All-male panel calls for more to be done to combat violence against men

Research has shown that male victims of Gender-Based Violence (GBV) do not speak out until the issue has become a crisis because they, among other things, worry about their image—that they would be perceived as less masculine if they reported the abuse.
This was a topic of conversation when the University of Guyana (UG), last Friday, held a panel discussion entitled: “Guyanese Men Can: Disrupt Tolerance for Violence” in commemoration of 16 Days of Activism against Gender-Based Violence (November 25-December 10).
According to Dr Astell Collins, a man is less likely to go to the Police station to report that he is being abused by a woman. “So, not only is violence against men underreported, it is not even reported at all”, Dr Collins pointed out. Considering this, he called for an aggressive and all-around approach to GBV whether it is violence against women or violence against men.
He suggested that there be a national programme that sets targets to reduce the issue.
“We really need to have a national day where we can just discuss and have the experts inform the decisions. When I was at Caricom, you usually bring in people who are affected [by violence] …like a cross-pollination. So, you have the intellectual capital and those who are actually enduring the abuse and you have a framework that addresses the issue…,” he said.
For his part, Dr Lidon Lashley shared that it is a “normalised thing” for male victims of violence to conceal it because it is expected that they are the perpetrators. In making his point, he pointed to studies conducted on the underperformance of males at the elementary level.
“It shows that those males that underperform are often flogged (beaten). The association with that is that when we socialise males and females in the elementary level of education, it is more likely that when that boy does something, he is punished more severely that when a girl does something. And sometimes the action the boy is being punished for is an action that is natural for a man—to run, to explore, to probably look a little untidy earlier on in the day—than the female who socialise differently but yet he is punished. When that boy grows up and becomes a man, women or other persons in authority are trying to tell that man how to behave and what is expected of his behaviour as if he cannot process for himself what his behaviour should be…So, then you are trying to make a man a child for a second time. No wonder when something happens, the man is intimidated and reverts to his inner child when violence is perpetrated.”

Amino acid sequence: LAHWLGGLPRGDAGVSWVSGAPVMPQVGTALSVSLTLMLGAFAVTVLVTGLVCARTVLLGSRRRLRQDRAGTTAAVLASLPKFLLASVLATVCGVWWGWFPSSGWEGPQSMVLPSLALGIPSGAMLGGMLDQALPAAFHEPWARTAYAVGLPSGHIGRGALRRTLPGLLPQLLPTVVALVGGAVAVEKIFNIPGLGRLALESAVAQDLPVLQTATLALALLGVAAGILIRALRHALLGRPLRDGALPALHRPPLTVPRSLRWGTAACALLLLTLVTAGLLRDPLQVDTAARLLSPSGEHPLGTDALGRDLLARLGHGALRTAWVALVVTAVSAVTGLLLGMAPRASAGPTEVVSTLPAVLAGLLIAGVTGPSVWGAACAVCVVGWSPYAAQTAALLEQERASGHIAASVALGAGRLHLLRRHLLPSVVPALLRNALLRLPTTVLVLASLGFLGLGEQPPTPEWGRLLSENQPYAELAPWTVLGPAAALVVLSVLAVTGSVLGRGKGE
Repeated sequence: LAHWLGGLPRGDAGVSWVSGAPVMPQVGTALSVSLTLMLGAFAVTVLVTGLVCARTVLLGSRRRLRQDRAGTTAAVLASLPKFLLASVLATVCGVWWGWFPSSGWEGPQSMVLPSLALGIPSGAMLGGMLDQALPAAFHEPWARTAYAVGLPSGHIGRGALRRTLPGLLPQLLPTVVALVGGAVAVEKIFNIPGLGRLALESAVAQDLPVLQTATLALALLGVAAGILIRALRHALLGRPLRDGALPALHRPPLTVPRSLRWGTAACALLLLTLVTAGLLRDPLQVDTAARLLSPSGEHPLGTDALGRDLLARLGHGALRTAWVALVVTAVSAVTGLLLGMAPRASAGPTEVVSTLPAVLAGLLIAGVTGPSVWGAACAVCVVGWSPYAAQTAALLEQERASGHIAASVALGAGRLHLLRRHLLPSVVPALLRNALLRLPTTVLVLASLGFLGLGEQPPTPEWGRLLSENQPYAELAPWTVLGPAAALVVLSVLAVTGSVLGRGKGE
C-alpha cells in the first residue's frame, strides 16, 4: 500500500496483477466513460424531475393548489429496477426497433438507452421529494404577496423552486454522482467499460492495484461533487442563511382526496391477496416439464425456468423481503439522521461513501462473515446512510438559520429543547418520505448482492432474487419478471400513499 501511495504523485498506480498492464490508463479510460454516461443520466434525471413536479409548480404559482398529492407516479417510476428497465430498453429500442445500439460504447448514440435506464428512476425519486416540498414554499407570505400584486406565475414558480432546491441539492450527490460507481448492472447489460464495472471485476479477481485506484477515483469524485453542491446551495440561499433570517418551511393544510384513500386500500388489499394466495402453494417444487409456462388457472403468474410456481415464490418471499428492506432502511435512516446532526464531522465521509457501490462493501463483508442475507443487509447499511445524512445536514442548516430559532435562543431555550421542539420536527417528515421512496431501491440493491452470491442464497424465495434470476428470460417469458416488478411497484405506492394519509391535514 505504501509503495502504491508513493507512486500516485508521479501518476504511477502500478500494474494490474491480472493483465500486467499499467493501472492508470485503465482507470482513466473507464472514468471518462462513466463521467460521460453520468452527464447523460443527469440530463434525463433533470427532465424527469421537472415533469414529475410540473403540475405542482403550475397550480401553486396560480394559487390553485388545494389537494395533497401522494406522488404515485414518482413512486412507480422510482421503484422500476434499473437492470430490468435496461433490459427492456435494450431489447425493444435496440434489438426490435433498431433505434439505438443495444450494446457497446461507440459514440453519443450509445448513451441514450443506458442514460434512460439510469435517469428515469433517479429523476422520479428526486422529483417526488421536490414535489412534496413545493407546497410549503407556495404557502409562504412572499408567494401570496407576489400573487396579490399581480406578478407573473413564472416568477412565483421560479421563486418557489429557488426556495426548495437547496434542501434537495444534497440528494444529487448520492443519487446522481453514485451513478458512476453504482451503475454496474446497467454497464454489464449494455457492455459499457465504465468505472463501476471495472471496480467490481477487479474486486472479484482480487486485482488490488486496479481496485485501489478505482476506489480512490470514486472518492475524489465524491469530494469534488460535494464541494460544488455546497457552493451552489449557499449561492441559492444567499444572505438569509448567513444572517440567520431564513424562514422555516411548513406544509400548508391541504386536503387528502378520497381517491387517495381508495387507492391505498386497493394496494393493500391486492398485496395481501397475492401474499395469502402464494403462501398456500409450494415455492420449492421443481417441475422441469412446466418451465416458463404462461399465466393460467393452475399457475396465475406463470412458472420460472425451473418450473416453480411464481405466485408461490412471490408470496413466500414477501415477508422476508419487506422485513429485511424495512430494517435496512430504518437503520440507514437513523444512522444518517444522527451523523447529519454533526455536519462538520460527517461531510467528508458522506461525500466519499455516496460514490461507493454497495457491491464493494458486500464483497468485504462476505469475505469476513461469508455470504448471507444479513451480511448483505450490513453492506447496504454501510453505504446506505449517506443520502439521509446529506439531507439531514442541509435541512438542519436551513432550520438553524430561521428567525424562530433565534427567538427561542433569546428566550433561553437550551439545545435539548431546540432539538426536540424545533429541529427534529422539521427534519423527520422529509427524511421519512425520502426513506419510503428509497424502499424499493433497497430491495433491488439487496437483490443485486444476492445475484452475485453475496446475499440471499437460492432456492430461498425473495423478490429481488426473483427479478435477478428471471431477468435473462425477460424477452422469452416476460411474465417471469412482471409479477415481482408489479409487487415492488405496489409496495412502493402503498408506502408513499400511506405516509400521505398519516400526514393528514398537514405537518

Pastor Patrick Findlay, who is also the Chairman of the Police Service Commission (PSC), said that over the years, there has been a greater prevalence of violence perpetrated against men. However, when it comes to GBV, he pointed out that “we limit the scope of what happens”.
According to him, men might not get beaten and go to report it to the Police station but they are verbally abused and emotionally emasculated.
“A lot of women who abuse men are victims of their own childhood experiences. They may have seen in their homes, their father beating their mother and she vowed that that would never happen to me—no man ain’t knocking me. And so, she comes as the aggressor…”
He explained that the home is the foundation and “what we do in the home is being reproduced when the kids leave the homes.”

Healing spaces
Apart from being abused by women, Vidyaratha Kissoon, an activist, related that men are also abused by other men. He also noted the importance of men seeking healing spaces.
He told those gathered that all the services that exist in Guyana to tackle violence provide support to men, adding that the domestic violence and sexual offences legislations are all gender-neutral.
It is okay for a man to go and get help from the Human Services and Social Security Ministry’s 914 toll-free hotline, Help, and Shelter, or their doctor, said Kissoon.
Pastor Findlay disclosed that the Human Services and Social Security Ministry’s Gender-Based Unit, the Guyana Police Force (GPF), the different religious organisations, and counsellors also provide help but there remains a problem: “We have to get men to go to these places.”
UG student Marlon Hernandez, on the other hand, said there needs to be more awareness of GBV specifically against men, and the different avenues of therapy and coping mechanisms.
“For females, they will also get to see a therapist. Whereas for males, it is not really a topic that is discussed. If we can normalise therapy because it is taboo.” He said, too, that people often associate therapy with being “insane” or “a weak link”. However, he made it clear that this belief is wholly misguided. “If therapy is normalised, it would contribute to a space where men can feel more comfortable in expressing their emotions,” Hernandez offered. (G1)